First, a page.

Phishing and spear-phishing were used to gain access to the email accounts of Democratic Party officials in the US ahead of the presidential election, and is also the most common type of malicious email that most people receive. Learning to spot them is one of the most effective skills you can learn for online survival.
5. Whaling is considered a variation of phishing even though it doesn’t contain any malware. Instead, it seeks to deceive the recipient into believing that it was written by a trusted figure – such as the company boss or a supplier – with instructions for wiring money.
In one well-known case, Ubiquiti, a manufacturer of network devices, was scammed out of $46.7 million ( 37 million) by “an outside entity targeting the Company’s finance department. This fraud resulted in transfers of funds aggregating $46.7 million held by a Company subsidiary incorporated in Hong Kong to other overseas accounts held by third parties,” according to an SEC filing.
And slightly closer to home, last year, two European manufacturers – Leoni AG and FACC – lost €40 million each in separate whaling attacks. In the case of FACC, the CEO and CFO were both sacked.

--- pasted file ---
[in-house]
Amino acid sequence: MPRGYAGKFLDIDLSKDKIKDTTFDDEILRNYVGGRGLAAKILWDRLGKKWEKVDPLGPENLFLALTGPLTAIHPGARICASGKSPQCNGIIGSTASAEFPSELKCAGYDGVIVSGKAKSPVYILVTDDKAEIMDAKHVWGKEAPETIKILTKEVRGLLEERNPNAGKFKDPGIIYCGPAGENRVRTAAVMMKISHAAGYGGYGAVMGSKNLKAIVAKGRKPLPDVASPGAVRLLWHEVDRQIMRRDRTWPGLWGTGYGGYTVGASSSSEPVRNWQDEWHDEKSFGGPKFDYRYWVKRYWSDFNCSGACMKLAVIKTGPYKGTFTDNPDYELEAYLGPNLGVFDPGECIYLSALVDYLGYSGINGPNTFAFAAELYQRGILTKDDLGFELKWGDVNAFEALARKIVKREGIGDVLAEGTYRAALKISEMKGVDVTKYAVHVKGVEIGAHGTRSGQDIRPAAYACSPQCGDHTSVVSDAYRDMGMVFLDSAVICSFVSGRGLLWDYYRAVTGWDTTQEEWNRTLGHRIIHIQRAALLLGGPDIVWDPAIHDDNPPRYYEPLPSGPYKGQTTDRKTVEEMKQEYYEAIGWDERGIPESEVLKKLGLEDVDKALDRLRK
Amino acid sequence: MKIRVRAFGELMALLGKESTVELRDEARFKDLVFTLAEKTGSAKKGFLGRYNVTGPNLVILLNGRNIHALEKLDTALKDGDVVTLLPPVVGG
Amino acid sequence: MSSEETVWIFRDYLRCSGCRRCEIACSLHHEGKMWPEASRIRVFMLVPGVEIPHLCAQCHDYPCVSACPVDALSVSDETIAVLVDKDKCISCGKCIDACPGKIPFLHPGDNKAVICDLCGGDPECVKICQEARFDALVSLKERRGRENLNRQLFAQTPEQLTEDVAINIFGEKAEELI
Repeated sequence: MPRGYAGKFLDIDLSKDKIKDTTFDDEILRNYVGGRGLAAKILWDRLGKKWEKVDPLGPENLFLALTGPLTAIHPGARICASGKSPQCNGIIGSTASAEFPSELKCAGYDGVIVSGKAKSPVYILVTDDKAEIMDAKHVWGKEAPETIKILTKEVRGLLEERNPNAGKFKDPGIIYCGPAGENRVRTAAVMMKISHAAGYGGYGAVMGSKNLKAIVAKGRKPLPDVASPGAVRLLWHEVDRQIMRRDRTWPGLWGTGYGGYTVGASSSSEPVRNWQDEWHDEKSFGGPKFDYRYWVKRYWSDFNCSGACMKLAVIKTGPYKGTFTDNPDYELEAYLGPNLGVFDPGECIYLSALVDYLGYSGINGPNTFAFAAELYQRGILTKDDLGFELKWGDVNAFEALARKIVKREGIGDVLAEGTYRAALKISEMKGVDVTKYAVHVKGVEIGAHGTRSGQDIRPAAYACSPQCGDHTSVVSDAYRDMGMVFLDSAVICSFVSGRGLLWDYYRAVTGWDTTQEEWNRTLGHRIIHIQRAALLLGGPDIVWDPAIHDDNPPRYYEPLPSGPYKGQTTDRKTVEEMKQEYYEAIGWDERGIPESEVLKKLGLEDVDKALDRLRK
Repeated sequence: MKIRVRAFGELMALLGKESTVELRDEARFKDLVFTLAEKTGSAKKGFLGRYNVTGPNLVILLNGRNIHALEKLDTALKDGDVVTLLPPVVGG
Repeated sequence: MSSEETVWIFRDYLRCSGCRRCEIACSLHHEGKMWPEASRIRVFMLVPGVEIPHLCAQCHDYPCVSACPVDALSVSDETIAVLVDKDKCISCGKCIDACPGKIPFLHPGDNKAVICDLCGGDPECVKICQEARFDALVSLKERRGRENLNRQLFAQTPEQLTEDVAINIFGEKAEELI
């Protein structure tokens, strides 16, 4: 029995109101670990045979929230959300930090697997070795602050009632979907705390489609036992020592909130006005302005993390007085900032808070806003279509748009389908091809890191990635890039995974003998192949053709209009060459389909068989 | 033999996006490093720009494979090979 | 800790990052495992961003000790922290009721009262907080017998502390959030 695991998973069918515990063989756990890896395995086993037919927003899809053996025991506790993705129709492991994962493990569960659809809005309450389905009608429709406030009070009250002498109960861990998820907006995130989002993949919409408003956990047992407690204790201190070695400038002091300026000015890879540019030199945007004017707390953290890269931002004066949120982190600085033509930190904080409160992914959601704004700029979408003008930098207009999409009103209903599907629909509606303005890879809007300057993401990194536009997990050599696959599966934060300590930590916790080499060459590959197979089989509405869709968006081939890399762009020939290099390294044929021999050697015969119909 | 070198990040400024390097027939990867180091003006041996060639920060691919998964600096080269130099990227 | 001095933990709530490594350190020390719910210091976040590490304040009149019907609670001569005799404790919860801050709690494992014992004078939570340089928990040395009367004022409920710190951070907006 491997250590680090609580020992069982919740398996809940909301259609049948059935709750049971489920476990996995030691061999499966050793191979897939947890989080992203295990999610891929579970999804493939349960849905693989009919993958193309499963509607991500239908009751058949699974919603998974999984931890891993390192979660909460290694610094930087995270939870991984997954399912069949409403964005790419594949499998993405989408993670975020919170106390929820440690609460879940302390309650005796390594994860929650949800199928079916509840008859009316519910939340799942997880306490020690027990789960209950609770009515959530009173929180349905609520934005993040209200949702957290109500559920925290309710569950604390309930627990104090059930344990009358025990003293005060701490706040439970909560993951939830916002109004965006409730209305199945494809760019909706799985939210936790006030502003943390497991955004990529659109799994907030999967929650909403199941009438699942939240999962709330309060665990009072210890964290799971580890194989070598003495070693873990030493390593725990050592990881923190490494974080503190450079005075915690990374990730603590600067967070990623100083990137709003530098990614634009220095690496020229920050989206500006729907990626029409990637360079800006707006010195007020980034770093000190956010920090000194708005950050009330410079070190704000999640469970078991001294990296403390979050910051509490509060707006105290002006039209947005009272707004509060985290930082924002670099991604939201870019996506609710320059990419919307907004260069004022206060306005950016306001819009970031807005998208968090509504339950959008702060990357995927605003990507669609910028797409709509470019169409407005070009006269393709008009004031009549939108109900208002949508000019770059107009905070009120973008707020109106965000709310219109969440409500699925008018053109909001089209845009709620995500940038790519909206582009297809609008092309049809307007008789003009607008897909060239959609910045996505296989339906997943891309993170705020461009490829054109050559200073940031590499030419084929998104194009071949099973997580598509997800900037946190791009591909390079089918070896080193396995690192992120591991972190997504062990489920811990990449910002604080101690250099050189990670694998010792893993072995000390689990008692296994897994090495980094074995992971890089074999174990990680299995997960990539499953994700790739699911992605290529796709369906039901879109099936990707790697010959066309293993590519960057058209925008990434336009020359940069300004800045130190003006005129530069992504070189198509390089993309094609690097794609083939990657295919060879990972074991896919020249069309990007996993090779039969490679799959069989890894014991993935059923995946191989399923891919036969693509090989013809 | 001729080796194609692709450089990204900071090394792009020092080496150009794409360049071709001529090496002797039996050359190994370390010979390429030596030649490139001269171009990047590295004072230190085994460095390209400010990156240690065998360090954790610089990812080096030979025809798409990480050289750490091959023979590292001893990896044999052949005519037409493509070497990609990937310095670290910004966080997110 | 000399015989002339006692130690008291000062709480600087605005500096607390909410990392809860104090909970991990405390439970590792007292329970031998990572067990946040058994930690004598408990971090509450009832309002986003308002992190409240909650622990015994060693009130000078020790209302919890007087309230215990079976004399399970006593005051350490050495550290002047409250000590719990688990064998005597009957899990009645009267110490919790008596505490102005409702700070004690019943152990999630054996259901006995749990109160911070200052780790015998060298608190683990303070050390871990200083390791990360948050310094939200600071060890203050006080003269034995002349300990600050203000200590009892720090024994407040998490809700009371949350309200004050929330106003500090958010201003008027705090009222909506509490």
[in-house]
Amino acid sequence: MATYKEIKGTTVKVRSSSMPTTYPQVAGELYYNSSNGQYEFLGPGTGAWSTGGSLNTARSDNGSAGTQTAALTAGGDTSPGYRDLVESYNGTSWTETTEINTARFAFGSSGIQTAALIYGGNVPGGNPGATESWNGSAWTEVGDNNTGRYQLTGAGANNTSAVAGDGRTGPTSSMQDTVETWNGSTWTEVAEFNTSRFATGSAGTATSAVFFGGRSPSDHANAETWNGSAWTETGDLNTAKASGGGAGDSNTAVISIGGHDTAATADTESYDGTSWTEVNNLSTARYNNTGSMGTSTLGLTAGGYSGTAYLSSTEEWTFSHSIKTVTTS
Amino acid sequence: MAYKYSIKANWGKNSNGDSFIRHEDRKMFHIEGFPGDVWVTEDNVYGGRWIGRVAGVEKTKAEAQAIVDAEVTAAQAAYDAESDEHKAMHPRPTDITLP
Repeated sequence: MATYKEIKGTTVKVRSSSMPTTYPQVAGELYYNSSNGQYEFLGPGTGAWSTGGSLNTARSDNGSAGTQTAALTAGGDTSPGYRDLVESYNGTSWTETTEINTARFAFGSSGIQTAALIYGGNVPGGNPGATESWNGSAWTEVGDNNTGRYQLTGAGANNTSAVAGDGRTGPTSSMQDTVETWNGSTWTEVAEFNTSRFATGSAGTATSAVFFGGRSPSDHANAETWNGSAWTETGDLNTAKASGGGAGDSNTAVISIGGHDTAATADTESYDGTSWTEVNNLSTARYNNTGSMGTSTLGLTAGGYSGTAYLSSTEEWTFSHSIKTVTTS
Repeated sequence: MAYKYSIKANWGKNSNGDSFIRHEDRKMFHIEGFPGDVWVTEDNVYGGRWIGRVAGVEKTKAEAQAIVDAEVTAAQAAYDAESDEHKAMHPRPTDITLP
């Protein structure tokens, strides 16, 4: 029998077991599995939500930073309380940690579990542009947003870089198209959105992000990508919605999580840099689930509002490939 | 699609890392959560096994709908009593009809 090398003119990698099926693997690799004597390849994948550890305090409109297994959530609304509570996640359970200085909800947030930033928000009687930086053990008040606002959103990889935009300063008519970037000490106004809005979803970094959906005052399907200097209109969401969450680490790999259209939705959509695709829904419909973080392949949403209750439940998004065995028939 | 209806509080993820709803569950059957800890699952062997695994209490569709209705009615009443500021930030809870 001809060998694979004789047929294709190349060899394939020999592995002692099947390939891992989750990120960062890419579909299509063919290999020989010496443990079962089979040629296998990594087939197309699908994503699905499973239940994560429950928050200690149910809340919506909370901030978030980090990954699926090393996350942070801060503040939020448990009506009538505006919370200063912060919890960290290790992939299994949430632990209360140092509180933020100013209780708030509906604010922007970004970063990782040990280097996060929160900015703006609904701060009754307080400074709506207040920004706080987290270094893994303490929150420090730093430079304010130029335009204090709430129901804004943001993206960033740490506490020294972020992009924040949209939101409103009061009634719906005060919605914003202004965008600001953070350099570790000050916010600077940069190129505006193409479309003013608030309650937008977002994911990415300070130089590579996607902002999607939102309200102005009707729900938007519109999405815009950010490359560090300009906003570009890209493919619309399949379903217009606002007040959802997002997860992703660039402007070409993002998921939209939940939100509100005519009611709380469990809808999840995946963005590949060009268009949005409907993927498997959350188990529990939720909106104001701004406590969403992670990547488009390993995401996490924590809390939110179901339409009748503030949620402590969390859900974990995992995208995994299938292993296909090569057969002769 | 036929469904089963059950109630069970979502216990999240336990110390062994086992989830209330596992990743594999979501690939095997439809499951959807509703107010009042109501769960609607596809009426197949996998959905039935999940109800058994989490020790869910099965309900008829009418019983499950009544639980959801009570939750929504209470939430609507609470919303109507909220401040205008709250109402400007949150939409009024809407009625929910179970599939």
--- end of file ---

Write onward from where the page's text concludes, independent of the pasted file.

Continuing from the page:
6. Supply chain attacks come from trusted suppliers who have privileged access to your corporate network. Organisations often trust their suppliers with sensitive information and access to their internal affairs while forgetting that suppliers don’t always have perfect control over their own IT networks.
To mitigate the risks of supply chain data leaks, it could be beneficial to use technology such as supply chain software that can restrict access to sensitive information while also tracking who is retrieving the data from the system. A little bit of carefulness and tech upgrades could help to reduce supply chain attacks while also making inventory management an easier task for the employees.
In one well-known case in 2013, Target Stores in America was compromised by an HVAC service provider which had access to the retailer’s internal networks through a purchase order management system. Attackers gained access to Target through the HVAC supplier and then waited several months, until the Black Friday shopping weekend, to launch a massive attack against thousands of point-of-sale terminals, stealing details on 110 million people.